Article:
He returned and stood in front of the toilet and, with renewed peace of mind, relieved himself. The rattle returned and a metallic clank came from the toilet bowl. Victor peered down and saw, creeping up out of the water, a wasp the size of a salt shaker. He hurriedly sheathed his short sword and zipped up his fly. The wasp tested its wings with two rapid bursts and then launched up out of the toilet bowl with a loud drone. Victor ducked and rolled back onto the floor. As the giant hornet floated toward the ceiling another clank came from the toilet; a moment later a second wasp flew up. Victor dragged himself along the floor tiles, reached up and slammed the wooden toilet lid shut. He rolled over and looked up; the two monstrous insects hovered high above. Keeping his eyes on the wasps, he shimmied across the floor on his back, toward the door. As he reached for the doorknob one of the wasps dived and attacked. Victor retracted his hand in the nick of time—the kamikaze bug hit the door in full flight, buzzing aggressively. Rolling away, he somehow whipped his shoes off and had them in his hands in self-defence by the time he crossed the three feet to the bathtub. Lying there, side-on on the floor with his back against the tub, he assessed the threat facing him. The wasp that had just attacked him had its stinger temporarily stuck in the door—and what a stinger it was: long, hooked and glinting like steel. The wasp was heaving itself back from the door and beating its wings faster than Spitfire propellers. It would soon be free to attack again. The other wasp was crawling on the small mirror above the sink, tapping the glass—tink, tink—with its stinger. It flew back, hovered for a moment and then charged the mirror, striking it and leaving a crack like a lightning bolt its entire length.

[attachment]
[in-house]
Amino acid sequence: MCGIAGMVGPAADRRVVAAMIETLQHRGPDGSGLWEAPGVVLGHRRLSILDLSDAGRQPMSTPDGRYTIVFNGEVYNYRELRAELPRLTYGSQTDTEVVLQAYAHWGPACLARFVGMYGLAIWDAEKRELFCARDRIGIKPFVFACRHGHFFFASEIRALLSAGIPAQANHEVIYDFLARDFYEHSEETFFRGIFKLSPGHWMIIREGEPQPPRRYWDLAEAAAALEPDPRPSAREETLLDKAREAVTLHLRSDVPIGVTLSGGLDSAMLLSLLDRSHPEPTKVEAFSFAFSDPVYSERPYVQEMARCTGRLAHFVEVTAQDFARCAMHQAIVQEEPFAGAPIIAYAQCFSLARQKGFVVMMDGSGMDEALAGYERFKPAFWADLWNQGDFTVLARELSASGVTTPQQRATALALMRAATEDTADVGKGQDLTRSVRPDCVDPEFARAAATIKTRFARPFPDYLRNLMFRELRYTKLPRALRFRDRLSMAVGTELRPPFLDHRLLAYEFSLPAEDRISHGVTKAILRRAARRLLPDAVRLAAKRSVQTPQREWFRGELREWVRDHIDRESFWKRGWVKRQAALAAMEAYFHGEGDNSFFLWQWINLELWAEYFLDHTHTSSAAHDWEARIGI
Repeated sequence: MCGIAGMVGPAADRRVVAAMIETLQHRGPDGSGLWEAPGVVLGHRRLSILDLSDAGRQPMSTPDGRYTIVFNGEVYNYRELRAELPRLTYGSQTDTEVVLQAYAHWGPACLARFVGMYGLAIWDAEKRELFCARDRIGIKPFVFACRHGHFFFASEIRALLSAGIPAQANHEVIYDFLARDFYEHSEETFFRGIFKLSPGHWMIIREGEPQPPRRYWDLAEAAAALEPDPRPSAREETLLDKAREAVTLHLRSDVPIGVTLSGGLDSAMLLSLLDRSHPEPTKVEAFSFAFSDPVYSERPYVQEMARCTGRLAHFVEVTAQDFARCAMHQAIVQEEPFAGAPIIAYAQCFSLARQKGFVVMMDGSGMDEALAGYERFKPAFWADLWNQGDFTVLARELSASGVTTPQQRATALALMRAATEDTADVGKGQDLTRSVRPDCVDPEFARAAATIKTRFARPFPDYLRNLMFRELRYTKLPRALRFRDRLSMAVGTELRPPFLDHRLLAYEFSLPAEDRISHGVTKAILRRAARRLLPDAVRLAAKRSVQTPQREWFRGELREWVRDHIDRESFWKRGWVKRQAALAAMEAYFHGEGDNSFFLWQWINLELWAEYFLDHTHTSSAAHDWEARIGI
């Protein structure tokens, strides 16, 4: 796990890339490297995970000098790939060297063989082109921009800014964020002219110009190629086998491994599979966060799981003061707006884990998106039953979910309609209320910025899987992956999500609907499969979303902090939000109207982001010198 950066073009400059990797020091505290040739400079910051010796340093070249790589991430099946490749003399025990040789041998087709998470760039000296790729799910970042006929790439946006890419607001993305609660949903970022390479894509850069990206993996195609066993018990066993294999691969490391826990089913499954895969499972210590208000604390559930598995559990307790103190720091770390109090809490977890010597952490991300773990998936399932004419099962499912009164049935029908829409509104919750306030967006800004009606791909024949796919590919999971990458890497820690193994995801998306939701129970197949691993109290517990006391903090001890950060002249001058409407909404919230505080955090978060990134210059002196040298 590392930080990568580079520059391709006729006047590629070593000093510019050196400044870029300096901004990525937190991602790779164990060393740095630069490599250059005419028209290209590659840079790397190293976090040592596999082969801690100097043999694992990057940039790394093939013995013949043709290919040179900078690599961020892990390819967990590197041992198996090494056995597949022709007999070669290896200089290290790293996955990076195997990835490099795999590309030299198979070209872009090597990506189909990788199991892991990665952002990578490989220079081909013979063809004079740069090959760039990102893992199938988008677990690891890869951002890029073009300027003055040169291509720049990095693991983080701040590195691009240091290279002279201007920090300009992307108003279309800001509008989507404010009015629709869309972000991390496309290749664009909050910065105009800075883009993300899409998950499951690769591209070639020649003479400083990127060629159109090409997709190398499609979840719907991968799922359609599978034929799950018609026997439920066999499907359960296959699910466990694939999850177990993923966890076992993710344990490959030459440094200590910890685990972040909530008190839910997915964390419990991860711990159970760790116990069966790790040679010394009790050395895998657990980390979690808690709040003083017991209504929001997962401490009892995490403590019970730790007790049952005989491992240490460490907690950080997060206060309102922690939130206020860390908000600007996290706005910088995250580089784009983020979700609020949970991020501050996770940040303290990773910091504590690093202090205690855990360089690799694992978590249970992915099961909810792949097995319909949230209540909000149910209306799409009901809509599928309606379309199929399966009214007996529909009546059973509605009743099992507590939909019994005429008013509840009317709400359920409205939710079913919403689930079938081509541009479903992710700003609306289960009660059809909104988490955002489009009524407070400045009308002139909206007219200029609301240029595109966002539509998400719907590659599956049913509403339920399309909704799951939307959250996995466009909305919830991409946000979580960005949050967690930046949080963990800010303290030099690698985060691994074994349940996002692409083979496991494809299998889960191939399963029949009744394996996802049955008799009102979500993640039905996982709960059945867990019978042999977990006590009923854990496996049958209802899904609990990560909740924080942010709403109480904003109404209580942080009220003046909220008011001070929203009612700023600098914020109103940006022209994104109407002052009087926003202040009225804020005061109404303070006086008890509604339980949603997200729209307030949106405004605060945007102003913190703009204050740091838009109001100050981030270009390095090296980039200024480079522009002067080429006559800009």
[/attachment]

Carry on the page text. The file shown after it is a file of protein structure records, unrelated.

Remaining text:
“Oh sh**,” said Victor under his breath.
He studied the wasp more closely, and then the one at the door, and discovered they had two-inch-long fish hooks for stingers.
Clunking sounded from the toilet and Victor saw the lid was moving, being rammed from the inside. The clunking became louder and more rapid, and the lid rose slightly, venting a chorus of buzzing from within, before dropping back down. He got to his hands and knees and crawled over to the door, watching the wasp by the mirror. With steady movements he crouched, reached one hand to the door knob, and, holding his shoe between his thumb and forefinger, turned the knob with his palm. It clicked upon and the wasp on the door went berserk, trying to yank its stinger free. Victor eased the door open but as he did so it creaked; it might as well have been an alarm sounding. The wasp near the mirror turned and began hovering round in menacing circles; the toilet lid shook to the drumming of the gathering swarm it could now barely contain. There was a tense standoff as Victor stood with one hand holding the door ajar, and the other raised and ready to strike with his size 9 Colorado. He inched the door open. Suddenly, the wasp on the door broke free of its snare and flew back; Victor brought his shoe down like a sledgehammer, but only clipped it. The wasp spiralled to the floor and staggered like a groggy boxer. The toilet lid sprang up and half a dozen enraged wasps darted out before it crashed back down. Victor swung the door open, slipped out low and slammed it behind him, rolling as he entered the hall. A volley of fish hook stingers pelted the door from inside.
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